In testing we’ve found that existing SHA1 signed cab files used for installing an ActiveX component via IE fail to install immediately post the deprecation date (by adjusting the date forward in the registry) even though the cab signature timestamp predates the (moved) deprecation date. Win 10 doesn’t fail, but Win 7, Win 8.1, Server 2K12 and Server 2K12 R2 all fail in our tests.

    This seems at odds with the deprecation notice that says signatures timestamped before the deprecation date will be valid until 2020.

Again: No answer from Microsoft to that.

Further reading


There are 3 digests in a timestamped Authenticode signature that you have control over.

  1. The digest of your certificate. A recently purchased certificate will use SHA-256. Most CAs switched to issuing SHA-256 certificates during 2014. They only provide SHA-1 certificates on special request. A quick way to check your certificate is to right-click on an .exe you've signed with it in Explorer and then go into Digital Signatures tab, Details button, View Certificate button, Details tab. The signature has algorithm should be "sha256". Windows XP SP3 is the oldest Windows version that supports SHA-256 certificates. The policy as stated on the document you linked is "Windows [7 and later] trusts SHA1 (if timestamped prior to 1/1/2016) and SHA-2 (any timestamp) for Mark of the Web files."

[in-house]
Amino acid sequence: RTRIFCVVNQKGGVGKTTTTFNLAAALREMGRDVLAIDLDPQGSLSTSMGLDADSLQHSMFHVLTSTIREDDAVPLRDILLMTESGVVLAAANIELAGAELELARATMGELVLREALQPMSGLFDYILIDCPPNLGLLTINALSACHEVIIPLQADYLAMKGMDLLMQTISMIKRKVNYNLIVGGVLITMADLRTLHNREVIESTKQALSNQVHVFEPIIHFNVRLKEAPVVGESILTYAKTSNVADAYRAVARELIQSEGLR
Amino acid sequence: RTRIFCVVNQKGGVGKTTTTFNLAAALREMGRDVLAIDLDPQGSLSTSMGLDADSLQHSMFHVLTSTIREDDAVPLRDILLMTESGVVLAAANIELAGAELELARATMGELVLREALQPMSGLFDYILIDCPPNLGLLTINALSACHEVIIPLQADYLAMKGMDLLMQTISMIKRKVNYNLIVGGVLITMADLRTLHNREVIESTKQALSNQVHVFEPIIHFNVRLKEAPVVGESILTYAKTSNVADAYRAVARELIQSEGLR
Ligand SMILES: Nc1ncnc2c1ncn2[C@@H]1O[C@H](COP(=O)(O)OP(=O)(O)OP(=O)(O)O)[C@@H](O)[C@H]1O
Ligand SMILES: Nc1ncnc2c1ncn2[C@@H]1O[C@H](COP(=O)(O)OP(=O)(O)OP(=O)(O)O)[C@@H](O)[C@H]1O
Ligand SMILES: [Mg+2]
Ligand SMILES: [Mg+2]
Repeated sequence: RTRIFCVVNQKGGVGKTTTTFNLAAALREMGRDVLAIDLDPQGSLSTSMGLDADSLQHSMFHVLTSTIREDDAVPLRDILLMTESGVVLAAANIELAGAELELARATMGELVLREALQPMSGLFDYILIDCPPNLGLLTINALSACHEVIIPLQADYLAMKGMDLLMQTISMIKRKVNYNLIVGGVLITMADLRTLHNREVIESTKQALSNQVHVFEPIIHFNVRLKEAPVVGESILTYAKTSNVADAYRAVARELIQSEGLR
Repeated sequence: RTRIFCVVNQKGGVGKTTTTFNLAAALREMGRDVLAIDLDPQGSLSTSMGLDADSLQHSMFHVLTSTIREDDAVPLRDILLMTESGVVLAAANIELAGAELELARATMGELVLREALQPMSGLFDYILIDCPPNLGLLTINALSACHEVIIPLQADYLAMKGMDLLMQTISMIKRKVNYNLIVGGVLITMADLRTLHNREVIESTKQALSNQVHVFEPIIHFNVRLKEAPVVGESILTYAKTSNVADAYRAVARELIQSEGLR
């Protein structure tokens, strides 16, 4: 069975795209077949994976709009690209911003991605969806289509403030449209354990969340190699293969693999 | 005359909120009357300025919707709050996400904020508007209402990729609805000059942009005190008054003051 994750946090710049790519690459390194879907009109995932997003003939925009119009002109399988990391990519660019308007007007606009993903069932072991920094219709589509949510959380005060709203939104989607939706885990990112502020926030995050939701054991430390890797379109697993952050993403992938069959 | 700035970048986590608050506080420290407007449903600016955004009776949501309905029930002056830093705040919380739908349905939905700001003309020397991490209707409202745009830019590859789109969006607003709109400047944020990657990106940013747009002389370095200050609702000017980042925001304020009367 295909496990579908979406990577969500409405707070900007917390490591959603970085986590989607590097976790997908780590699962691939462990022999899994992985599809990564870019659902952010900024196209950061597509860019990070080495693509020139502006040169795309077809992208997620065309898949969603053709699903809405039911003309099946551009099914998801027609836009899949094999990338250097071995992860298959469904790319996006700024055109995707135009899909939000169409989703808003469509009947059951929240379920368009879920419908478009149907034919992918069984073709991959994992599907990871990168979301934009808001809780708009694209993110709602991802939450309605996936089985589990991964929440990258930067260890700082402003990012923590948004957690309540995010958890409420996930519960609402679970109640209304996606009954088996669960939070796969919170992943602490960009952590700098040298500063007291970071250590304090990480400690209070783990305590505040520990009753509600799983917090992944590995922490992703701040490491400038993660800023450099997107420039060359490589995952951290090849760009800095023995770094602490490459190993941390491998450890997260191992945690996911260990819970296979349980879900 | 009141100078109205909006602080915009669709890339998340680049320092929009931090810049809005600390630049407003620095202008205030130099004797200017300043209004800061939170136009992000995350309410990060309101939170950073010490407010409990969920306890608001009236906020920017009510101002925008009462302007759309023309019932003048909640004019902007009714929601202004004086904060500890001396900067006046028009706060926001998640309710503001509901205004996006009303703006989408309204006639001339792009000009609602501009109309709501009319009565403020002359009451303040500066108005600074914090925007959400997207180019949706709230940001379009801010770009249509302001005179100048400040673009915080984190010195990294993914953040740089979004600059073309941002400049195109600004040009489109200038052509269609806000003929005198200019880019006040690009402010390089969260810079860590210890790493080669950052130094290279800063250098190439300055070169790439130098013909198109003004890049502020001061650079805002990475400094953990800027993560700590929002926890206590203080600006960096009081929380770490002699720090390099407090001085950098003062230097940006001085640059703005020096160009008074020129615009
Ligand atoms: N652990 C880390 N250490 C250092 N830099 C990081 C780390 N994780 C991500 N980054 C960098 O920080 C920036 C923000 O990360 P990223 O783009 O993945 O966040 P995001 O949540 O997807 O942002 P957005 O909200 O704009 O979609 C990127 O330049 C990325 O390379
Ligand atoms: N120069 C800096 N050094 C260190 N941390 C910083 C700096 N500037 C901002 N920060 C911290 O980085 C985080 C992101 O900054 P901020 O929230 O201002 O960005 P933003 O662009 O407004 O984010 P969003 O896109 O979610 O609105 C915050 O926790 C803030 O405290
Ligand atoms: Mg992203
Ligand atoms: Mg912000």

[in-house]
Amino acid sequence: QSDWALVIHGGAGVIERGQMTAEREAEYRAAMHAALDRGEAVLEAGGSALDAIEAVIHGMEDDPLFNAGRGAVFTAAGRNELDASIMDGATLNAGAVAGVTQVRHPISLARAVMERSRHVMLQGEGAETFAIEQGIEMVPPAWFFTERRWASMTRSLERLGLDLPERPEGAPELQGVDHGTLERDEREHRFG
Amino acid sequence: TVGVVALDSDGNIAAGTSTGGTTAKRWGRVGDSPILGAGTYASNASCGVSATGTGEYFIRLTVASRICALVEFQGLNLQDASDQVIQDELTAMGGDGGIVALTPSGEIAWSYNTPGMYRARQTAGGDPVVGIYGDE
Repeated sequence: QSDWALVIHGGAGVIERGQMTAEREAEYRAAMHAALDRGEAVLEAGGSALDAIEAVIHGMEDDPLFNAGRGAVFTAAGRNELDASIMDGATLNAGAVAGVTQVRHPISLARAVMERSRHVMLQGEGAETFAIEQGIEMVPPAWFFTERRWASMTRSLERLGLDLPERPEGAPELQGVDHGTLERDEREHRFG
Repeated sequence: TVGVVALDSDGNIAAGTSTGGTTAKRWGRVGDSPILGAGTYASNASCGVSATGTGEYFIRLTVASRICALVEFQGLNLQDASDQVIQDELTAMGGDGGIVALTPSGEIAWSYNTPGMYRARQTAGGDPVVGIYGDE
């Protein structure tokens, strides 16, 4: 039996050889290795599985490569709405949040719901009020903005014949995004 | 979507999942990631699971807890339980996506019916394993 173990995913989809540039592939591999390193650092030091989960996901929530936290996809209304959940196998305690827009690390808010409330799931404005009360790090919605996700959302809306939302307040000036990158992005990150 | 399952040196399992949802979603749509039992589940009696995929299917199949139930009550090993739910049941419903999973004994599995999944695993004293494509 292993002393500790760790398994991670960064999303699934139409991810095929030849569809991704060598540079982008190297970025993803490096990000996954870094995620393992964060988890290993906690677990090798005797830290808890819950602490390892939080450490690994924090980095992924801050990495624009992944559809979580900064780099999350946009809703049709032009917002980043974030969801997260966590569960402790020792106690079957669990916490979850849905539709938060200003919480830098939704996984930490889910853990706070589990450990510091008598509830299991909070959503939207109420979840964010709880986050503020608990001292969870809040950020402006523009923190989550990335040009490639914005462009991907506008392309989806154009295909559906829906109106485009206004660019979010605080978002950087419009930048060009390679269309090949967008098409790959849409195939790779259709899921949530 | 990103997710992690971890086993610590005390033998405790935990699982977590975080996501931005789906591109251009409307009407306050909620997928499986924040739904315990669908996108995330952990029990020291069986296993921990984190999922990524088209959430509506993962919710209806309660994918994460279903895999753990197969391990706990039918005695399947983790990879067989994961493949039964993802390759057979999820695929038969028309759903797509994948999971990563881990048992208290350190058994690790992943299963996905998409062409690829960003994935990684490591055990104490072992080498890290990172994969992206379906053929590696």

2. The digest of the signature itself. You can check existing signatures on the Digital Signatures tab. Windows 7 and later show the digest algorithm directly. On any version of Windows you can click the Details button, Advanced tab to check the digest algorithm. When using signtool.exe, this can be set to SHA-256 with the /fd sha256 argument. Windows 7 is the oldest version of Windows that supports SHA-256 signatures. For this the stated policy is "No changes until SHA-1 preimage is possible." Even MD5 signatures are still accepted.

  3. The digest of the timestamp. When using signtool.exe you need to use the /tr argument with the URL of an RFC 3161 timestamping service and /td sha256 to request SHA-256. Windows 7 is the oldest version of Windows that supports SHA-256 timestamps. For this the stated policy is "On Win 10 and above, blocked on 1/1/2017 for Mark of the Web files."

The summary is that if you obtain an SHA-256 certificate then a single SHA-1 signature using that certificate with an SHA-1 timestamp is presently accepted by Windows XP SP3 through Windows 10. On 1/1/2017 you will need dual signatures if you want to support Windows 10 as well as Vista or XP SP3.

The depreciation policy is applied to Windows 7 and later through Windows update. If updates are disabled, the depreciation will not happen. What you should experience is that Windows 7 treat a signature with an SHA-1 certificate as invalid which should result in more severe warnings when running a file downloaded from the internet.


Just some additional information from me as well, as I ran into an issue with all of this today, that cost me half a day.

I got the "The signature of this file is corrupt or invalid." from Edge as well. Windows told me that my file (which was already signed with SHA256), is not secure and also failed to show me the correct cert information (Only "Unknown Publisher").